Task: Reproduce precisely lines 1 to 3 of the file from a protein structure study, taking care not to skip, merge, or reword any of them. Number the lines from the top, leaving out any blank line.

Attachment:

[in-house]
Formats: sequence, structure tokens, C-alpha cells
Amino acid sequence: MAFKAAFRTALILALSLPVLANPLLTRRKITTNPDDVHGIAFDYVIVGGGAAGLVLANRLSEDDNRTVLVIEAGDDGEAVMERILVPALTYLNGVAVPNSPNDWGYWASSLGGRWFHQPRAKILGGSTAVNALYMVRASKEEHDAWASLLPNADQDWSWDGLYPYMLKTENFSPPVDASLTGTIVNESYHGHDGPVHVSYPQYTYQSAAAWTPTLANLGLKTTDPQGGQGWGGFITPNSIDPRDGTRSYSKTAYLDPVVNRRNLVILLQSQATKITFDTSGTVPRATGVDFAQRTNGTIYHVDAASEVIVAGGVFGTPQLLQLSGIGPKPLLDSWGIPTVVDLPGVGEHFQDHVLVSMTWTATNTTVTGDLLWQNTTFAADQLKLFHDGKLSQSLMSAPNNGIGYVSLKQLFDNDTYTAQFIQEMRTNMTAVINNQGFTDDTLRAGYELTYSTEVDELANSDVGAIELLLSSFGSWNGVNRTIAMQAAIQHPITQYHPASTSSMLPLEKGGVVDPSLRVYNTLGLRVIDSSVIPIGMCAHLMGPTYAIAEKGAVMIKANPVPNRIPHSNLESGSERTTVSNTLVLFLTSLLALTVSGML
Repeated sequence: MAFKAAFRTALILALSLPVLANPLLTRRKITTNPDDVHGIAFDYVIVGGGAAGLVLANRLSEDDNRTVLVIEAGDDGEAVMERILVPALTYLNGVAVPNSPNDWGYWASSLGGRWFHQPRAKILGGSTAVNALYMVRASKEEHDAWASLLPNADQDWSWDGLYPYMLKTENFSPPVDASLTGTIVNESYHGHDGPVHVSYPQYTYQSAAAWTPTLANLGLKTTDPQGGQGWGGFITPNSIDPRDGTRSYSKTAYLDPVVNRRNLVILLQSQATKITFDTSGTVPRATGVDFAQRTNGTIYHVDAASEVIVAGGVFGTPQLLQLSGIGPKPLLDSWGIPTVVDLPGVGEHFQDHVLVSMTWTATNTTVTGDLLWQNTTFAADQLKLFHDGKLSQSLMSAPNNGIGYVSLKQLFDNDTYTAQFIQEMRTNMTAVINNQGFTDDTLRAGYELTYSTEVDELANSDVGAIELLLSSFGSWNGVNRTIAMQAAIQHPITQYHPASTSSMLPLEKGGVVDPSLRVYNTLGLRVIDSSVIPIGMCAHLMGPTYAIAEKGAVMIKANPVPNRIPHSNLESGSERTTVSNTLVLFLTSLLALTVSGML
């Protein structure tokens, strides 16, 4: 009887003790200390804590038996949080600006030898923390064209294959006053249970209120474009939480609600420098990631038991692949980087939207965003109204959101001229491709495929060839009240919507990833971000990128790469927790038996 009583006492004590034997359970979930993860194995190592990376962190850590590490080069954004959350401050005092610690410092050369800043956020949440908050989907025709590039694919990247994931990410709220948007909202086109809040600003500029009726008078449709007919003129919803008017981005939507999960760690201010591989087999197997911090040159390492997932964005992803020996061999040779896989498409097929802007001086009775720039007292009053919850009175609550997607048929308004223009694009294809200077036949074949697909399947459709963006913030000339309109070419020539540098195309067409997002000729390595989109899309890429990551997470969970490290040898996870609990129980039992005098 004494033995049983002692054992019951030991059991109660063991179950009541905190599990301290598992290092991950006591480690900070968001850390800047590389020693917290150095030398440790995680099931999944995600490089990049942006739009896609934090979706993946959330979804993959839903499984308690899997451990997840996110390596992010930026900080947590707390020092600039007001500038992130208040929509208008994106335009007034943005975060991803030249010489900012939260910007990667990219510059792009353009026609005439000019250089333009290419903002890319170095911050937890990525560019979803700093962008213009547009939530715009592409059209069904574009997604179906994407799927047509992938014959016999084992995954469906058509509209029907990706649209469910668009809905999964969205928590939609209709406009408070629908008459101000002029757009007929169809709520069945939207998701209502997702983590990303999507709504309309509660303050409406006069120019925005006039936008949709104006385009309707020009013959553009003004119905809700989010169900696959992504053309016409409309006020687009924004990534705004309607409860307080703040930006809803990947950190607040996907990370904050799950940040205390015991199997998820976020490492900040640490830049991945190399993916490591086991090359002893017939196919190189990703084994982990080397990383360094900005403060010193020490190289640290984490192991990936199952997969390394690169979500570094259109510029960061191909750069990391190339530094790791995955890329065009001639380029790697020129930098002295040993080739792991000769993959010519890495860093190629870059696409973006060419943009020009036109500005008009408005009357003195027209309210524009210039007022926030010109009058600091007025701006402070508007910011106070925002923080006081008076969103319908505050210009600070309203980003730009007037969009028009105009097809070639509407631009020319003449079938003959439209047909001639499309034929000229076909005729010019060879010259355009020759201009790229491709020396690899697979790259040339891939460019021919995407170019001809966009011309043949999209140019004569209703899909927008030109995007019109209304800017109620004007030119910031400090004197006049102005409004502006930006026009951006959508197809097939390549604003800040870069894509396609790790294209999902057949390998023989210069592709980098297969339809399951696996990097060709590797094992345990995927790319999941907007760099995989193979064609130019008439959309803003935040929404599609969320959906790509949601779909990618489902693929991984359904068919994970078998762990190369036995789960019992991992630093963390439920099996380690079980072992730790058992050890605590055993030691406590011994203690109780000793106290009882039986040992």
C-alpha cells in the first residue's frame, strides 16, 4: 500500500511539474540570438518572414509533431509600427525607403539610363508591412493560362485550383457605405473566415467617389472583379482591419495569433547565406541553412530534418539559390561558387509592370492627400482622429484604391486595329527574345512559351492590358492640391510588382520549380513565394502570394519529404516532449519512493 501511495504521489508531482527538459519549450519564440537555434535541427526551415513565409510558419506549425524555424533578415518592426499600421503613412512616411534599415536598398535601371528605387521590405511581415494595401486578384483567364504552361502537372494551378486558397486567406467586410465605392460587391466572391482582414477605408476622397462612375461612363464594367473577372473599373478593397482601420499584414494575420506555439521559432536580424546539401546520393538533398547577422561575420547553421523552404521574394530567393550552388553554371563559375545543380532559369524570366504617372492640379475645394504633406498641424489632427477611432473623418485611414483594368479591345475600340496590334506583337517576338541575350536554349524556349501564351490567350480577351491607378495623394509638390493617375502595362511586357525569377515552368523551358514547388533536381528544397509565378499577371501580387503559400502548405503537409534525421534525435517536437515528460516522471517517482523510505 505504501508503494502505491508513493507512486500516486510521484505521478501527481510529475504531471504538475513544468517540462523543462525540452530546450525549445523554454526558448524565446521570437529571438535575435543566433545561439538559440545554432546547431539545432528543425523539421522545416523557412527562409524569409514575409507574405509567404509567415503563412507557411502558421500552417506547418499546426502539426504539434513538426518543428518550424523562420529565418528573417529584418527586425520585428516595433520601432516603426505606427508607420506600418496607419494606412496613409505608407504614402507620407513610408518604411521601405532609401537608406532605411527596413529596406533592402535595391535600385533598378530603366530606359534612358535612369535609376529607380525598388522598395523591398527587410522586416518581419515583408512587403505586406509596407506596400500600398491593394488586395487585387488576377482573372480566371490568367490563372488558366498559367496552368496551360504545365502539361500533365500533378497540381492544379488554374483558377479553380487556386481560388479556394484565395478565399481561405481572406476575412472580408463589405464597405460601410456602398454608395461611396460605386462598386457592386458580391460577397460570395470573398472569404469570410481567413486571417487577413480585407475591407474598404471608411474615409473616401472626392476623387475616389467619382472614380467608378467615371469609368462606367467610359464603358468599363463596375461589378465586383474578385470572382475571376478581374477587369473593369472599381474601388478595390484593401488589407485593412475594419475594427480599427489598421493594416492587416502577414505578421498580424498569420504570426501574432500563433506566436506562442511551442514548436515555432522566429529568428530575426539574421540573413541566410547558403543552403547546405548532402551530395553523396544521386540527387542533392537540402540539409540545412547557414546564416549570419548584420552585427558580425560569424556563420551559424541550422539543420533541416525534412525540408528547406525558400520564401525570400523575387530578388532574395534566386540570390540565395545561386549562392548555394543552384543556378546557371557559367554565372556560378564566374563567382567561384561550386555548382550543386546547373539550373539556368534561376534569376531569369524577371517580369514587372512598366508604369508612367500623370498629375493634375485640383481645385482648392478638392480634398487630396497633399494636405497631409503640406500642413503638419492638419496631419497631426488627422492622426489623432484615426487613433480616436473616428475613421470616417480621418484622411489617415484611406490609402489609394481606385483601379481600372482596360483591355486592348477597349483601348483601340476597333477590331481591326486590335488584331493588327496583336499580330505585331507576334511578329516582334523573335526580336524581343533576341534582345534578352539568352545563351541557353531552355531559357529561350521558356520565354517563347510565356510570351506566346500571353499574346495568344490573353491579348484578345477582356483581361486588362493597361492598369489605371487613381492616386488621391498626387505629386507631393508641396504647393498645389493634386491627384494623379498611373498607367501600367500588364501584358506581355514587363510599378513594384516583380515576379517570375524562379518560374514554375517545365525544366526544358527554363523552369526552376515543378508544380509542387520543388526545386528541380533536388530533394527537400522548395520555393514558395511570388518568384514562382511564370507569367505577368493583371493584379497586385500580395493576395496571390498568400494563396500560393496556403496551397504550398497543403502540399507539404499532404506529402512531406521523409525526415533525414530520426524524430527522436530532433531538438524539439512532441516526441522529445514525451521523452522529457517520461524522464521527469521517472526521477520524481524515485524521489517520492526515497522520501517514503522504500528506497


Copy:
[in-house]
Formats: sequence, structure tokens, C-alpha cells
Amino acid sequence: MAFKAAFRTALILALSLPVLANPLLTRRKITTNPDDVHGIAFDYVIVGGGAAGLVLANRLSEDDNRTVLVIEAGDDGEAVMERILVPALTYLNGVAVPNSPNDWGYWASSLGGRWFHQPRAKILGGSTAVNALYMVRASKEEHDAWASLLPNADQDWSWDGLYPYMLKTENFSPPVDASLTGTIVNESYHGHDGPVHVSYPQYTYQSAAAWTPTLANLGLKTTDPQGGQGWGGFITPNSIDPRDGTRSYSKTAYLDPVVNRRNLVILLQSQATKITFDTSGTVPRATGVDFAQRTNGTIYHVDAASEVIVAGGVFGTPQLLQLSGIGPKPLLDSWGIPTVVDLPGVGEHFQDHVLVSMTWTATNTTVTGDLLWQNTTFAADQLKLFHDGKLSQSLMSAPNNGIGYVSLKQLFDNDTYTAQFIQEMRTNMTAVINNQGFTDDTLRAGYELTYSTEVDELANSDVGAIELLLSSFGSWNGVNRTIAMQAAIQHPITQYHPASTSSMLPLEKGGVVDPSLRVYNTLGLRVIDSSVIPIGMCAHLMGPTYAIAEKGAVMIKANPVPNRIPHSNLESGSERTTVSNTLVLFLTSLLALTVSGML